Though quite unmusical himself, the Dean had strong ideas as to the place of music in divine worship. It was very unfortunate that at Chichester the organist did not share Randall's view as to the supreme importance of the choral Celebration. Randall thought that the music for the canticles and anthems at the choir offices should be short and simple, and that the chief musical effort should be reserved for the Mass. He would mark his disapproval of the anthem by leaving his stall and going out of the choir when the anthem began on Sunday afternoons, returning to his place when it was over. In 1897, when it was proposed to shorten and simplify the music for the canticles and the anthems, a petition against the changes, signed by the Mayor and most of the corporation and about four hundred inhabitants, was presented to the Canon in residence; and the Chichester Observer, as on other occasions, was severely critical of the Dean, suggesting that the anthems were more highly appreciated than his sermons. On one occasion at least he preached for fifty minutes.

On the whole, as the years went by, Randall became more and more sad and disappointed. The people of Chichester seemed untouched by his message. The attendance at the daily Mass and on Holy Days and at the daily choir office was very poor. There was no such martial discipline in the cathedral church as there had been at All Saints'. The priest-vicars still claimed that it was no part of their duty to sing the High Mass. The Dean was allowed to celebrate at seven on Sundays with no one to assist him, being forbidden to invite any outside the cathedral body to help him.

Randall had hoped much from the coming of the new Bishop. Dr. Wilberforce was always kind and friendly, and in 1896 entrusted his daughter to the Dean for preparation for confirmation. But he did not enter enthusiastically into Randall's plans. It was scarcely to be expected that he should do so. Nevertheless it was profoundly vexing to Randall that the Bishop should continue to leave the choir in the middle of the choral Celebration, that he did not attend the weekday services or the special services of Advent and Lent, and that when he celebrated, he did not observe the use of the cathedral with respect to the mixing of the chalice and the ablutions. The Bishop was no less displeased with the Dean because with respect to the ceremonial mixing of the chalice he 'flatly refused' to obey his order to conform to the Lincoln judgement.

Randall would of ten quote to his son as applicable to himself,' He gave him his desire, and sent leanness withal into his soul.' His health began to fail. The climate of Chichester did not suit him; the place lay low, and the air was relaxing, in contrast with the breeziness he had in old days associated with Sussex. The downs were in fact too far away for daily rides. Gradually he became convinced that a younger man might succeed where he seemed to have failed, and on December 16, 1901, he sent in his resignation of the deanery to Lord Salisbury. He wrote on the day after to Dr. Wilberforce:

Yesterday I sent in my resignation of the Deanery to Lord Salisbury. I need scarcely say that the step has caused me much pain, but that in the present state of our Cathedral it was necessary to take it, quite as much for the future good of the Cathedral, as for my relief from the bitter disappointments of these many past years. I must also announce my resignation to you. This is a sharper pang, for I had hoped that much might have been done for the good of the Cathedral, of the Diocese, and of the Church if I could have had your hearty co-operation and support in what I have tried to do. ... I am staying here in my daughter's house as we think that we have found a house that may suit--a Refuge for the Destitute. There was one who said: 'I have loved righteousness, and hated iniquity, therefore I die in exile.' I can almost adopt his words.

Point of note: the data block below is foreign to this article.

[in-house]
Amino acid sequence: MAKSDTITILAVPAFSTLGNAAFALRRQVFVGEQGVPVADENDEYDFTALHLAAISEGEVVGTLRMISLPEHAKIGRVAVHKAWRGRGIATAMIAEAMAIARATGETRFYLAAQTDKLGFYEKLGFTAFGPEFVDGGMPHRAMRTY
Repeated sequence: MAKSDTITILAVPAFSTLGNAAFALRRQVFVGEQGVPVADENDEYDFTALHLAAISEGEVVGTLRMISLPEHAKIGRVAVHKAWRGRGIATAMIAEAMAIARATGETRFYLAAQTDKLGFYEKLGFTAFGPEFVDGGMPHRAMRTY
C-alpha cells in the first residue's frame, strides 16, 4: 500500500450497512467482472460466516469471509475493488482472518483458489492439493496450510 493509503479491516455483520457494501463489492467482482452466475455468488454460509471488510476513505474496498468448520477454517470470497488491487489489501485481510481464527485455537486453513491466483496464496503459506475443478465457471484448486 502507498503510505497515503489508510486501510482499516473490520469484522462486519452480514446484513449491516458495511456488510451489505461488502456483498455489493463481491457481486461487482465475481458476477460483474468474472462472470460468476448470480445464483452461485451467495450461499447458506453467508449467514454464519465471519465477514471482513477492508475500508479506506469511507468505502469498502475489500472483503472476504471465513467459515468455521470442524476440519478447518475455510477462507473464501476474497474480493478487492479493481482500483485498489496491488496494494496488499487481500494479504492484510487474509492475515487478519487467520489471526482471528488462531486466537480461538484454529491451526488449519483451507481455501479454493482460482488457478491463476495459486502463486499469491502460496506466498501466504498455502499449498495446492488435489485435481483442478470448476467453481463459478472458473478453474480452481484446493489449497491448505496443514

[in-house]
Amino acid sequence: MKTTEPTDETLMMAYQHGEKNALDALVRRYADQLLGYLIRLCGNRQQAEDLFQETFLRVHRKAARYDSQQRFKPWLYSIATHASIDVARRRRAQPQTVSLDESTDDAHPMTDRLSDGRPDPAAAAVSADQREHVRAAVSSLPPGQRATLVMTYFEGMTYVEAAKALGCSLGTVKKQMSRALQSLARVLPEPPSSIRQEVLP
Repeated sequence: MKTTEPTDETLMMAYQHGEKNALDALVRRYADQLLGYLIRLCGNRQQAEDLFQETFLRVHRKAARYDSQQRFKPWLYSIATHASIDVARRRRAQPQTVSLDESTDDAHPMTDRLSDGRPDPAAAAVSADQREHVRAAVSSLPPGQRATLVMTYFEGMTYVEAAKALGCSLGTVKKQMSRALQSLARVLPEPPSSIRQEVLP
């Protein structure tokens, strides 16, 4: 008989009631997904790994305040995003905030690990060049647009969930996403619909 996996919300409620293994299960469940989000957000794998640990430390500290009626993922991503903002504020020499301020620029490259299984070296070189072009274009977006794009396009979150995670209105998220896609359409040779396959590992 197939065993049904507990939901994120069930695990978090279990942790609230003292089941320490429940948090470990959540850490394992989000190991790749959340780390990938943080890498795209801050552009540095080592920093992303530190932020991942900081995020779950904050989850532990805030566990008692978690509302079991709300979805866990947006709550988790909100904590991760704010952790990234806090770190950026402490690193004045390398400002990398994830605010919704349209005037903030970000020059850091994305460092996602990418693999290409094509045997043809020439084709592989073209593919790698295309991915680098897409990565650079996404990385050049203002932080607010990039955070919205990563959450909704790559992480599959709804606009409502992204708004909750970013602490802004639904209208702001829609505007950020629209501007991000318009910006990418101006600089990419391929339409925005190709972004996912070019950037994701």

Here is the Bishop's reply:

Dec. 18, 1901.


I hope you will be happy in the choice you have made. But I cannot but again say I think your resignation uncalled for, and that if you could only have been content 'to live and let live' you might have passed the evening of your days here happily, and with profit to us all. But I cannot pass over your words to myself in silence: 'if I could have had your hearty co-operation and support in what I tried to do.' This I consider to be both unjust and ungenerous, and I am surprised you should allow yourself to make such a charge.

There is much, very much, that might be said on the other side, but I forbear, and only repeat my sincere hope that you will be happy and satisfied in the life you are choosing.

I am, ever yours affectionately,


After his resignation Randall lived in London, in Earl's Court Square. On his arrival there he sat for the last time on his favourite cob to be photographed, and he never mounted a horse again. He spent three years in London, and then went first to Horton, near Windsor, and thence to Bournemouth, where he died on December 23, 1906, after a long illness which he bore with exemplary patience, cheerfulness, and courage.

The funeral was very appropriately on the Feast of the Holy Innocents. Mr. Dunn sang the Requiem Mass at the Church of All Saints, Branksome: then followed at once the burial service, said by Mr. Leary and Mr. Mackay, and the body was laid in a simple earth grave in the churchyard.

Randall has a conspicuous place among the priests who translated into practice in their parishes the teaching of the first Tractarian divines. He did a great work of recovery and development as Manning's successor at Lavington. He inaugurated at All Saints', Clifton, a centre of witness and worship which has grown stronger and stronger since his time. It is much to his credit that he refused to acquiesce in the dullness and inertia which marked the life of most cathedral churches thirty years ago. Moreover, his work at Chichester was not fruitless. When the Cathedral Commission visited Chichester in 1926 their report was:

The situation of Chichester with regard to the geography of the diocese and as a centre of population does not make for great crowds, or that general interest which the Mother Church deserves. But those who live near atone for this. The cathedral is a real home of prayer, and the members of the body are all effectively resident in choir.

If Randall could visit Chichester to-day, he would find the offering of the Holy Sacrifice every morning, S. Richard's shrine restored, the chapels furnished, and on Sundays High Mass sung in the choir, with the lights burning on the altar and the vestments for the ministers in use, which he maintained at so much cost at All Saints'.

Sometimes, no doubt, Randall was tempted to despair. But he did not fail to remember again what Pusey had written to him long ago:

Fortes pejoraque passi
Mecum saepe viri,
Nil desperandum Christo duce et auspice Christo